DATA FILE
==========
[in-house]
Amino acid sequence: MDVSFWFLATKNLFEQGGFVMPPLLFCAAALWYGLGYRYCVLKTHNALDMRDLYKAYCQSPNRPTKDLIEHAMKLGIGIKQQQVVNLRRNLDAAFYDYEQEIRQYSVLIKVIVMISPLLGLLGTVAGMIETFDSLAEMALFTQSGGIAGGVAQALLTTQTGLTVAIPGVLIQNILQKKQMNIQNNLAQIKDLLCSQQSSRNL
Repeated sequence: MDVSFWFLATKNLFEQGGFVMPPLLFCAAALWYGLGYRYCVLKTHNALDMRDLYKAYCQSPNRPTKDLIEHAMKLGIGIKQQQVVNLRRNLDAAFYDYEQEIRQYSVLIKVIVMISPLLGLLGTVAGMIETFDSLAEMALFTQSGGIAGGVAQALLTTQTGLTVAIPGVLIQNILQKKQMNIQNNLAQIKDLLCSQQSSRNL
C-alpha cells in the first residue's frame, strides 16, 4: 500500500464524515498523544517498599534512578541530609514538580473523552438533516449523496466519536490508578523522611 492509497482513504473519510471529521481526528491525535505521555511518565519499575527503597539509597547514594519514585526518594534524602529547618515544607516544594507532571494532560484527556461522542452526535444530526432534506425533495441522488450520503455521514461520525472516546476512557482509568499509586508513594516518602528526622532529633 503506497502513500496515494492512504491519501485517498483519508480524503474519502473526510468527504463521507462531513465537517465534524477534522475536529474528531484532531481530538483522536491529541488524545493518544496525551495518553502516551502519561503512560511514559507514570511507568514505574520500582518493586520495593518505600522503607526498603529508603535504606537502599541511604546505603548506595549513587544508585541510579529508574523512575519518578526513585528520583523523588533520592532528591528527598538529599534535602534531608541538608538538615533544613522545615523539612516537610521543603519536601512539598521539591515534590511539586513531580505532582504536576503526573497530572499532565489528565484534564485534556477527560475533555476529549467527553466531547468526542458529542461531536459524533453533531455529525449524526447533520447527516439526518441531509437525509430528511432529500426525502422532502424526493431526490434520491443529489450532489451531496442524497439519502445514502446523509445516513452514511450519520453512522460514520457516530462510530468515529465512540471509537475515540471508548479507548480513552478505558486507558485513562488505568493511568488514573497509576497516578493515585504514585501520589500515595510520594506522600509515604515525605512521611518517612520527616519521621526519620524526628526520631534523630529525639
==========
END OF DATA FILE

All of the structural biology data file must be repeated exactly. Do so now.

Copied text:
[in-house]
Amino acid sequence: MDVSFWFLATKNLFEQGGFVMPPLLFCAAALWYGLGYRYCVLKTHNALDMRDLYKAYCQSPNRPTKDLIEHAMKLGIGIKQQQVVNLRRNLDAAFYDYEQEIRQYSVLIKVIVMISPLLGLLGTVAGMIETFDSLAEMALFTQSGGIAGGVAQALLTTQTGLTVAIPGVLIQNILQKKQMNIQNNLAQIKDLLCSQQSSRNL
Repeated sequence: MDVSFWFLATKNLFEQGGFVMPPLLFCAAALWYGLGYRYCVLKTHNALDMRDLYKAYCQSPNRPTKDLIEHAMKLGIGIKQQQVVNLRRNLDAAFYDYEQEIRQYSVLIKVIVMISPLLGLLGTVAGMIETFDSLAEMALFTQSGGIAGGVAQALLTTQTGLTVAIPGVLIQNILQKKQMNIQNNLAQIKDLLCSQQSSRNL
C-alpha cells in the first residue's frame, strides 16, 4: 500500500464524515498523544517498599534512578541530609514538580473523552438533516449523496466519536490508578523522611 492509497482513504473519510471529521481526528491525535505521555511518565519499575527503597539509597547514594519514585526518594534524602529547618515544607516544594507532571494532560484527556461522542452526535444530526432534506425533495441522488450520503455521514461520525472516546476512557482509568499509586508513594516518602528526622532529633 503506497502513500496515494492512504491519501485517498483519508480524503474519502473526510468527504463521507462531513465537517465534524477534522475536529474528531484532531481530538483522536491529541488524545493518544496525551495518553502516551502519561503512560511514559507514570511507568514505574520500582518493586520495593518505600522503607526498603529508603535504606537502599541511604546505603548506595549513587544508585541510579529508574523512575519518578526513585528520583523523588533520592532528591528527598538529599534535602534531608541538608538538615533544613522545615523539612516537610521543603519536601512539598521539591515534590511539586513531580505532582504536576503526573497530572499532565489528565484534564485534556477527560475533555476529549467527553466531547468526542458529542461531536459524533453533531455529525449524526447533520447527516439526518441531509437525509430528511432529500426525502422532502424526493431526490434520491443529489450532489451531496442524497439519502445514502446523509445516513452514511450519520453512522460514520457516530462510530468515529465512540471509537475515540471508548479507548480513552478505558486507558485513562488505568493511568488514573497509576497516578493515585504514585501520589500515595510520594506522600509515604515525605512521611518517612520527616519521621526519620524526628526520631534523630529525639